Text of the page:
Elephants and the circus have a long history and deep connection to Sarasota. John Ringling moved the winter quarters of his Ringling Bros. and Barnum & Bailey Circus from Bridgeport, Connecticut, to Sarasota in 1927. The trapeze artists, the lion tamers, the tightrope walkers, and the elephants came.
The circus acts almost always included animals, and the elephant acts were crowd favorites. They became synonymous with the Big Top. However, over the years, animal rights activists began speaking against the use of animals for entertainment. By 2016, Ringling Brothers retired all their elephants, ending a 145-year tradition, and the circus closed in 2017.
I awoke as excited as a Mexican jumping bean, bouncing about with excess energy. The day had finally arrived for my African photo safari, and what better place than Tanzania. The Discover Corps group boarded the bus and set out for Arusha, situated at the foot of Mt. Meru. There, we would meet our safari guides and transfer to two Safari vehicles: khaki colored Land Cruisers with eight seats. Allen, our driver and guide, sat upfront and six of us sat in the back. The vans included a mini-fridge and power supply for charging electronics, plus a pop-up roof that would allow us to stand on the seats (without shoes) and take unobstructed photos.
We drove on for two more hours, passing Maasai lands, stretches of sun-parched fields where young herders with cattle or goats tended their flock. We zoomed by three Maasai men dressed in black. Their faces were painted black and looked rather scary. ( I was thrilled to capture a photo.)
Allen, who is Maasai (but now lives in the city), explained these men were participating in a ritual following their circumcision and initiation into manhood. The new warriors dress this way for several months as they heal. He said the face paint is to ward off the evil eye.
Maasai men are classed by age into three categories: boys, warriors and elders. Boys transition from herders to warrior and then to elder status, holding varying responsibilities for cattle, protecting, and advising the community.
Eventually, we reached Tarangire National Park, a wildlife sanctuary known for excellent large game sightings especially in the dry season- which was now- early September.
We stretched our legs, milled around the visitor center and ate box lunches, before setting off in the vans again. No sooner had we departed from the parking lot than we spied giraffes, zebras and gazelles in the distance. We focused on our cameras with a concentration equal to an operating neurosurgeon, but our guide told us we would soon see many more animals closer to the road.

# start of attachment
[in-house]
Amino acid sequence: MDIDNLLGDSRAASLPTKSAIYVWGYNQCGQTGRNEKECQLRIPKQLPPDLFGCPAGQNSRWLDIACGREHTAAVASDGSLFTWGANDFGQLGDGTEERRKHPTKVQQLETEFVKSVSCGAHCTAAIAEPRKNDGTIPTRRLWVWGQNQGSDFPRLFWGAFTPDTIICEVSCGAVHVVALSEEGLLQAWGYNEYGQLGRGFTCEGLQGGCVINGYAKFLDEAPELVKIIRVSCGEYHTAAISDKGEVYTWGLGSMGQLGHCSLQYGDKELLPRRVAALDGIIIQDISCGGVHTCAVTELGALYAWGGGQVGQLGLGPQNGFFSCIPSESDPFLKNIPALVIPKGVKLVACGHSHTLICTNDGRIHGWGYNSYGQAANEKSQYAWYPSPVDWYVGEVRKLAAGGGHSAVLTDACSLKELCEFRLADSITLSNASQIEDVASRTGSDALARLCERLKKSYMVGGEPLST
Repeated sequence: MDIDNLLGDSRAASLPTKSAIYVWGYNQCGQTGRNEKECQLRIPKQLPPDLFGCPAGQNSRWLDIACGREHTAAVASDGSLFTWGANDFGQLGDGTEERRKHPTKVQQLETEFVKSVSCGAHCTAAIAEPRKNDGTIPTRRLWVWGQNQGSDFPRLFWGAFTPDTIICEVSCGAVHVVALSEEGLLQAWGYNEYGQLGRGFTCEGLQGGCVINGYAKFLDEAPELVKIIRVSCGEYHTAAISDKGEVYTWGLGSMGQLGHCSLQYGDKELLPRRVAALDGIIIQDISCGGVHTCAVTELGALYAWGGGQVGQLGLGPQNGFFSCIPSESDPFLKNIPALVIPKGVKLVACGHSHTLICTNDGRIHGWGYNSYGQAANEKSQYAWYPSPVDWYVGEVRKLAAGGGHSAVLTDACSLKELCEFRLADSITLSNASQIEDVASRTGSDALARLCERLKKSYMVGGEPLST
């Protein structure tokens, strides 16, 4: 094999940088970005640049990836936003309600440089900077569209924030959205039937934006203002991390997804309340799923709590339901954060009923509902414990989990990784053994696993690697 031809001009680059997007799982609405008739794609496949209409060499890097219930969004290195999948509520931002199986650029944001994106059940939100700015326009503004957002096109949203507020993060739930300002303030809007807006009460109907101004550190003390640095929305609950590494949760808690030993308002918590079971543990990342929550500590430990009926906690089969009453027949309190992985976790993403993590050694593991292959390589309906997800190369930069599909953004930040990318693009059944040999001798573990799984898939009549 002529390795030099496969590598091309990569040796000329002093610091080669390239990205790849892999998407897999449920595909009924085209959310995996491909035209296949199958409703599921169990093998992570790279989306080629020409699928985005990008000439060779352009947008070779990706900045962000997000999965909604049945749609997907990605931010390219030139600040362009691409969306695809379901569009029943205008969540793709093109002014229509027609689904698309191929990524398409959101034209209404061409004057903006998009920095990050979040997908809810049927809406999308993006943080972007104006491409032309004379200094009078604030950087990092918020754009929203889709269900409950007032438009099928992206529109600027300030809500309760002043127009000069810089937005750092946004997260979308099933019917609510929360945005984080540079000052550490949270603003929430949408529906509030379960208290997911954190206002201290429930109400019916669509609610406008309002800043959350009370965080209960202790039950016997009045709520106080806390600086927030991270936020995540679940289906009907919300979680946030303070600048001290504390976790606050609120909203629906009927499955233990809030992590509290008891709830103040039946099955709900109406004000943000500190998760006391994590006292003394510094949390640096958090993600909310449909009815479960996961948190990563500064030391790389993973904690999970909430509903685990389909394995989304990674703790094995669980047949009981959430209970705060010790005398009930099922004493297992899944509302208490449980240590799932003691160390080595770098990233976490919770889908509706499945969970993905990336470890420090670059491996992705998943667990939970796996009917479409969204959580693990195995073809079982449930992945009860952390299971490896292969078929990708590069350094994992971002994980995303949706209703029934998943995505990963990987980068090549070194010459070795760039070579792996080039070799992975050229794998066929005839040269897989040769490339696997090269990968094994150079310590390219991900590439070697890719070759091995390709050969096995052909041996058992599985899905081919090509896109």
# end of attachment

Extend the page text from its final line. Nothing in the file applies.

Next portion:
Alan was right, we didn’t travel far until coming upon a pond with warthogs, wildebeest and antelope. The warthogs were bathing in the mud making us think of Pumbaa from the movie, The Lion King. We sang a few bars from Pumbaa and Timon’s song, then went on to a pretty sad rendition of The Lion Sleeps Tonight!
Next we noticed graceful zebras with sharply defined black and white patterns on their faces: beautiful.
Onward we drove and in retrospect, the next location is one of my fondest memories. Here we found a watering hole edged by a large herd of female elephants and many little ones. (You guessed it, we starting humming Baby Elephant Walk.) They seemed happy quenching their thirst, splashing in the pond and frolicking in the mud. One baby must have done something wrong because the females reprimanded with loud trumpets and chased him out of the water. Our guide explained that all the females in the group protect and teach the calves. They endearingly help each other raise the babies. (I wished I could have stayed and watched these elephants for much longer.)
Later, we captured photos of bull elephants (males), who travel in smaller groups and whose girth size was much larger.
Different areas of the park brought us extraordinary views. We saw the distant curves in the river, we peered down from overlooks and observed a variety of animals at lakes including one that was completely dry. Tarangire is renowned for having some of the biggest and oldest baobab trees in the world, some thought to be 1,000 years old. These behemoths make stunning silhouettes across the landscape: I adored them. Baobabs store large volumes of water in their trunks – which is why elephants chew the bark during dry seasons.
We also stopped to watch some bird species: a Bee-Eater, a lilac brested roller, a red-billed hornbill, and the gorgeous Superb Starling, perfectly named for its electric blue feathers. We also saw Pigmy Falcons and yellow-throated spurfowl, much like quail.
As we were driving back toward the park gates, we came upon a herd of elephants marching very near the road. We all fell silent, listening in awe to their footsteps swishing the withered grass. I couldn’t believe we were able to be so close to these mammoth giants – on average from 6-13,000 pounds, the largest mammals on earth. I will never forget that surprising moment.
As daylight began to dwindle, we left and rode high up into the mountains and checked into a small hotel at Karatu. That evening we heard a lecture from Raymond, head of the tour company, about the next day’s exciting outing to Ngorongoro Crater, a UNESCO World Heritage site.
I sank into my bed overwhelmed by this day’s gift: a rare opportunity to see and photograph wild African animals in their natural habitat. So far I’d counted off elephants, giraffes, and zebras from my personal Big Five list. I hoped to complete the listing by seeing a lion and a rhino in the Crater. Stay tuned to see if I do.
Enjoy this short video and the elephant march.
For anyone interested in safari’s in Tanzania, I highly recommend Allen, our Maasai guide who works for the Maasai Warriors Tour Company, found at warriortrails.com.